Crown Resorts pandemic closures result in $120m loss

Crown Resorts pandemic closures result in $120m loss

With Crown Resorts' (ASX: CWN) Melbourne casino closed for most of the first half, the company's profits have taken a turn with a loss of $120.9 million.

The news comes as the company reports a raft of executive changes, including the stepping down of Crown's general counsel and company secretary Mary Manos.

In addition, Crown's executive chairman Helen Coonan has been given a hefty pay raise as she steps into a new role in the wake of Crown being found "unsuitable" to hold a casino licence in New South Wales.

Were it not for significant closure costs totalling $58.1 million and costs of $42 million relating to the opening of Crown's embattled hotel and sidetracked casino in Sydney, CWN's NPAT loss would've been $17.9 million for the half.

The resort and casino operator also saw its revenue dive, down 62.1 per cent to $581 million.

"Crown's first half results reflect the severe impact on operations from the COVID-19 pandemic. In particular, Crown Melbourne was closed for most of the half," says CWN CFO Alan McGregor.

"Crown Melbourne has progressively recommenced operations from November, albeit with only limited initial access to the property.

"Since the easing of restrictions on 9 December, results had shown improvement but continued to be impacted by ongoing limitations on capacity."

The company's casinos were also impacted in Perth when the state was placed into lockdown, however this closure was at the beginning of 2021 outside of the 1H21 reporting period.

Overall hotel occupancy at Crown's three hotels was approximately 29 per cent in the half, with these rates including hotel rooms made available to the Victorian Government for the purpose of quarantining international arrivals.

EBITDA before closure costs and other significant items was a loss of $5.8 million, down 97.8 per cent on the prior corresponding period. The earnings figure includes $15.7 million in JobKeeper payments.

At 31 December 2020, Crown's net debt position was $1.2 billion, consisting of $1.7 billion in total debt and $479 million in cash.

Because of the impact of COVID-19 on the company, CWN's board has not declared an interim dividend for the half.

Coonan gets a hefty raise

In conjunction with its first half results, CWN today announced interim executive chairman Helen Coonan will get a major raise in remuneration.

The board has resolved that Coonan will be paid an additional $1.8 million per annum, bringing her total remuneration to $2.5 million per annum while in the role.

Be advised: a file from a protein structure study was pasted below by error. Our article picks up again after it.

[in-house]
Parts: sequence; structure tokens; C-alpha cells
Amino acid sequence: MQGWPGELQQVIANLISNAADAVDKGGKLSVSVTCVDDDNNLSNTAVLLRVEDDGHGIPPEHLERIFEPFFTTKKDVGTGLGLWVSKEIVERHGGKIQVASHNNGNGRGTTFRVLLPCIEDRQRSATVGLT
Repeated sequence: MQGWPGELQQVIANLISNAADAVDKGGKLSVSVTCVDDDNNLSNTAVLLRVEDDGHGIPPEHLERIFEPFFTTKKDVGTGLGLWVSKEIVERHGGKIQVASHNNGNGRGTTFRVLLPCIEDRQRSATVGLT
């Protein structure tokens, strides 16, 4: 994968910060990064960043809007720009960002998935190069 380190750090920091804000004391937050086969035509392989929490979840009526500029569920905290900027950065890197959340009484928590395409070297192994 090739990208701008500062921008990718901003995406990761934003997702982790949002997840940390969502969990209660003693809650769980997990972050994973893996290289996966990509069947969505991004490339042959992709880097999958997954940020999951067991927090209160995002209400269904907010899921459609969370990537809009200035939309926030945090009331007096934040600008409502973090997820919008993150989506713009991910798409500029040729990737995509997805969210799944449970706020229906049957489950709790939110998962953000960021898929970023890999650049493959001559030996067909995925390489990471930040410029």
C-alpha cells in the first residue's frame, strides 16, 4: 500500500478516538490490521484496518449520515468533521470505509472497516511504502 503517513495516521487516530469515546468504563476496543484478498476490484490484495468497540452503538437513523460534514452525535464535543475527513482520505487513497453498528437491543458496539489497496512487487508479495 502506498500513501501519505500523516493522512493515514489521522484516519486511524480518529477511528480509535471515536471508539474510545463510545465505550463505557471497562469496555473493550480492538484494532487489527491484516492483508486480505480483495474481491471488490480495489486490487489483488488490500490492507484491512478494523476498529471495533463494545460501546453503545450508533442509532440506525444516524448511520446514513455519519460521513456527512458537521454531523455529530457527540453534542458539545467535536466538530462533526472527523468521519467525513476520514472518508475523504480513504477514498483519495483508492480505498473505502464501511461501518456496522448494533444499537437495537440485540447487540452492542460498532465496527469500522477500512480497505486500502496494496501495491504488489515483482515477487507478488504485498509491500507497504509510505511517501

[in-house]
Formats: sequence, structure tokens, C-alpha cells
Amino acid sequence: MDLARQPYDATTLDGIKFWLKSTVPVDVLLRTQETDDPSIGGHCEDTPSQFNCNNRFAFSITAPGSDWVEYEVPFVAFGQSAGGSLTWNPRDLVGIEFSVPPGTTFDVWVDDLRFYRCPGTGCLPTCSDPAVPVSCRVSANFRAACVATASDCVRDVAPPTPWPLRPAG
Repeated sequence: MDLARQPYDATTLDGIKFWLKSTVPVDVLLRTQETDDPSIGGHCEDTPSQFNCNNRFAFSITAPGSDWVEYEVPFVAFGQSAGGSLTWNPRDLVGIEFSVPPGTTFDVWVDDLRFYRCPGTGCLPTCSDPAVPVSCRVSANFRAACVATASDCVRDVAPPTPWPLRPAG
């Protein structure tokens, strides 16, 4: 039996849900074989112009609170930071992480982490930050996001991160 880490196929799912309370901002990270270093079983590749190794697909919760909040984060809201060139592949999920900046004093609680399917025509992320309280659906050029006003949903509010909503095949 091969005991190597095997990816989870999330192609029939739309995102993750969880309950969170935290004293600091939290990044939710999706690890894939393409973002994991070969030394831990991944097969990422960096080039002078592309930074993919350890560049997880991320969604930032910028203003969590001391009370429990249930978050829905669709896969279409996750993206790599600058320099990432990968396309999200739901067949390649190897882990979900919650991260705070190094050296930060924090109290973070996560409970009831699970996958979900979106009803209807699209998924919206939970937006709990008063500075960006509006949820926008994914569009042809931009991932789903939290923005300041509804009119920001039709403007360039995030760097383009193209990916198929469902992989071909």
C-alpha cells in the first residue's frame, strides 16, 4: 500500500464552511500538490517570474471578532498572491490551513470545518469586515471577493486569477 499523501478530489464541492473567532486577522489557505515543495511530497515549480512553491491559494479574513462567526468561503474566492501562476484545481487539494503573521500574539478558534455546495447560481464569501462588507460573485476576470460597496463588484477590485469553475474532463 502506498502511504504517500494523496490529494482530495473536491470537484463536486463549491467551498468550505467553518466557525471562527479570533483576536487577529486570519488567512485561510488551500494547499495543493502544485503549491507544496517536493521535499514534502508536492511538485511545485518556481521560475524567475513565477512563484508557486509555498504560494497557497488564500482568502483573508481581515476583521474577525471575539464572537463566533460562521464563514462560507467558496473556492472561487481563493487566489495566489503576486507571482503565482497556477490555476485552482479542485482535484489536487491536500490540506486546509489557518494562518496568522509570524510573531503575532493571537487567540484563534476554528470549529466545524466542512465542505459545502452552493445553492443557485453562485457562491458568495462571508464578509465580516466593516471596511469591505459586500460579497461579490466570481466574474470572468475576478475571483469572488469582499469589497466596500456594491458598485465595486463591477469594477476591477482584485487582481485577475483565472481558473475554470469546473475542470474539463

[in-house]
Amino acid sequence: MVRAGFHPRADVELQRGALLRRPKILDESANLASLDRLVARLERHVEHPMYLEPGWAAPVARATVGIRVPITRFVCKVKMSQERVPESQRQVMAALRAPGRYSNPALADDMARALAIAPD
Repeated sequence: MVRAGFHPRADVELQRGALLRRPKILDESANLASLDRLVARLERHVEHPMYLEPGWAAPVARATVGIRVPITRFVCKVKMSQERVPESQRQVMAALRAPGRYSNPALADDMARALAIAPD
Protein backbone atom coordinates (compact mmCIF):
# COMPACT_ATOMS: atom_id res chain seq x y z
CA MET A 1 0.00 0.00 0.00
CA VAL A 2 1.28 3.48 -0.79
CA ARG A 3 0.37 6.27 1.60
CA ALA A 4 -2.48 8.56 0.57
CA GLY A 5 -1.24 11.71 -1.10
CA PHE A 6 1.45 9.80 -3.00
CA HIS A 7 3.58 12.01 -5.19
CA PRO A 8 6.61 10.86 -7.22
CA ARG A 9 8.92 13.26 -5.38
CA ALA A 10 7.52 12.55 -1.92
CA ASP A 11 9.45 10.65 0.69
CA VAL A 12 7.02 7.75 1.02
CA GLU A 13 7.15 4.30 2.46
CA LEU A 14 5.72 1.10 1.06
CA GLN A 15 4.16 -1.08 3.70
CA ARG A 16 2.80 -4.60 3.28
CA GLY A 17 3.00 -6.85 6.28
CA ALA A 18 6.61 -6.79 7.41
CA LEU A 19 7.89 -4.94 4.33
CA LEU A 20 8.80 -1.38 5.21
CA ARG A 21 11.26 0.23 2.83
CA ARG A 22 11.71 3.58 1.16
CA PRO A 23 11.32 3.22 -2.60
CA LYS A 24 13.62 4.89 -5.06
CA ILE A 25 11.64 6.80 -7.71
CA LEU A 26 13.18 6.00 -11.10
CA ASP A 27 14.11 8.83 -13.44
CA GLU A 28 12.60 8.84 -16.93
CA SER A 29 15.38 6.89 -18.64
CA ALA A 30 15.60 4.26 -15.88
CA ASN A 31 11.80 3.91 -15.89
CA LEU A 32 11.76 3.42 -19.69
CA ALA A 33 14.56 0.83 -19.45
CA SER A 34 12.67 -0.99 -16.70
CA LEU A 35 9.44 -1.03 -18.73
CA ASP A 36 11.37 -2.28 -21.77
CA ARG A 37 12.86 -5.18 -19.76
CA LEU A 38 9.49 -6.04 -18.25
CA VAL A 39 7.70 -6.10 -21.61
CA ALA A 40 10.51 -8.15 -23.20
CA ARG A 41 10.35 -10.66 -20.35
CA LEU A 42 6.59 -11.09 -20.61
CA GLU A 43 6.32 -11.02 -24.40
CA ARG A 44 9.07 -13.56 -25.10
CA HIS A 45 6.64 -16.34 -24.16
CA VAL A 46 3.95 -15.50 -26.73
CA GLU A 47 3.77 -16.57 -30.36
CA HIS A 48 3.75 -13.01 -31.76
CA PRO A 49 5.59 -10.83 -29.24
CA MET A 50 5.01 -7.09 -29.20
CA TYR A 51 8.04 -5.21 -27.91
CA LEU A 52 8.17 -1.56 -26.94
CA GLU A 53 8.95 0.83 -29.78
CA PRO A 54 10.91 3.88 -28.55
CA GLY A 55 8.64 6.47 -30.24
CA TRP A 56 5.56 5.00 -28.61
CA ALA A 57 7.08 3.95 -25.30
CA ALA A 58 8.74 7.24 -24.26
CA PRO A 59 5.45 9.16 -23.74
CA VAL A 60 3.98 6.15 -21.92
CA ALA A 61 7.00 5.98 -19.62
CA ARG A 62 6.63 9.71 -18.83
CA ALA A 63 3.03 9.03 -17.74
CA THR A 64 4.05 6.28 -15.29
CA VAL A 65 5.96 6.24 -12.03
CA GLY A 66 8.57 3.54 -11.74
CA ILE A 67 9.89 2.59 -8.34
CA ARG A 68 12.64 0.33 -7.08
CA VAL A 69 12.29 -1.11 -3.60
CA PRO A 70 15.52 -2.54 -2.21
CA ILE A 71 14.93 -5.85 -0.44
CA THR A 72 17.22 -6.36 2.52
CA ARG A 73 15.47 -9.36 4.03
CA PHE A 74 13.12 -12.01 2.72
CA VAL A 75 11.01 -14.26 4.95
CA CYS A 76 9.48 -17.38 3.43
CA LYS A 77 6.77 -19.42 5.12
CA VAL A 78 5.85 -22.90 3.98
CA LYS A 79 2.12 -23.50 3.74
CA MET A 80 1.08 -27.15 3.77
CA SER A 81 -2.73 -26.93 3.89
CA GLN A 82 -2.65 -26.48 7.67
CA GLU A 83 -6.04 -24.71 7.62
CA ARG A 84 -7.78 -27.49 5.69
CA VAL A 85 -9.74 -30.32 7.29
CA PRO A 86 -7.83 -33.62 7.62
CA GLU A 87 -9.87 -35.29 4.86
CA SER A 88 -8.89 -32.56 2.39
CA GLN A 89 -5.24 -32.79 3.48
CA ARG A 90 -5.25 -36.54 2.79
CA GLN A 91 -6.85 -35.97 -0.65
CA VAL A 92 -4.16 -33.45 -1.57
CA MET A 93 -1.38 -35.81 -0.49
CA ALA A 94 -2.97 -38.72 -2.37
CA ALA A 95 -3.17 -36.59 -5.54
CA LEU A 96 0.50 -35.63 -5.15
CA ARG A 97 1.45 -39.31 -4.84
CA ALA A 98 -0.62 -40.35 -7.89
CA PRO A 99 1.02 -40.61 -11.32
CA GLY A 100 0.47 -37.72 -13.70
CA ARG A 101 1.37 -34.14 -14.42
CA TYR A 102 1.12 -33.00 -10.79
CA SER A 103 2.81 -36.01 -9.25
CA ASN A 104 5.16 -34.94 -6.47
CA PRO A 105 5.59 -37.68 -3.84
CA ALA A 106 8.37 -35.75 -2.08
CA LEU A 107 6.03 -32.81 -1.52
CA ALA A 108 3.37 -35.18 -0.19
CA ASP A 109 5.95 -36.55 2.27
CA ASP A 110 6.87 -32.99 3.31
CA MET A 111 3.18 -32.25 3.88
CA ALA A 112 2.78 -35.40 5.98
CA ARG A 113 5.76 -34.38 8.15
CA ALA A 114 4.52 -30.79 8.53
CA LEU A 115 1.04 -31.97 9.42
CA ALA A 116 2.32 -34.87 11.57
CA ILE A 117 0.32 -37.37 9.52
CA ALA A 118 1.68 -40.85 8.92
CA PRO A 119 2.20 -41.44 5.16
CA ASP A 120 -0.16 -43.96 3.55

In addition, Mary Manos has stepped down from her role as general counsel and company secretary of Crown with immediate effect.

CFO Alan McGregor has been appointed as interim company secretary of Crown and will be the person responsible for communication with the ASX.

"In consultation with Mary, the board has determined that, with the regulatory challenges facing Crown, the role of general counsel and company secretary will be split into two separate roles," Coonan said.

"This represents a further significant governance improvement for Crown and demonstrates Crown's commitment to a well-resourced, governance, legal and compliance function."

The changes come after Crown was deemed "unsuitable" to hold a gaming licence in NSW by the Independent Liquor & Gaming Authority (ILGA), in line with advice from the scathing Bergin Report.

The report triggered the resignations of three directors and CEO Ken Barton, following the report's call for a board overhaul and cultural change at the Packer family-backed group.

In the interim Barton has been replaced by chairman Helen Coonan - who advocates "branch and root change" at Crown - in the position of executive chairman.

Shares in CWN are up 0.41 per cent to $9.73 per share at 10.58am AEDT.

Crown is also facing the prospect of a fresh inquiry into its business dealings, with the Gaming and Wagering Commission Western Australia formally recommending an independent probe.

The WA State Solicitor Office has been asked to prepare terms of reference for the inquiry to determining Crown's suitability to hold the licence to operate the Crown Perth casino.

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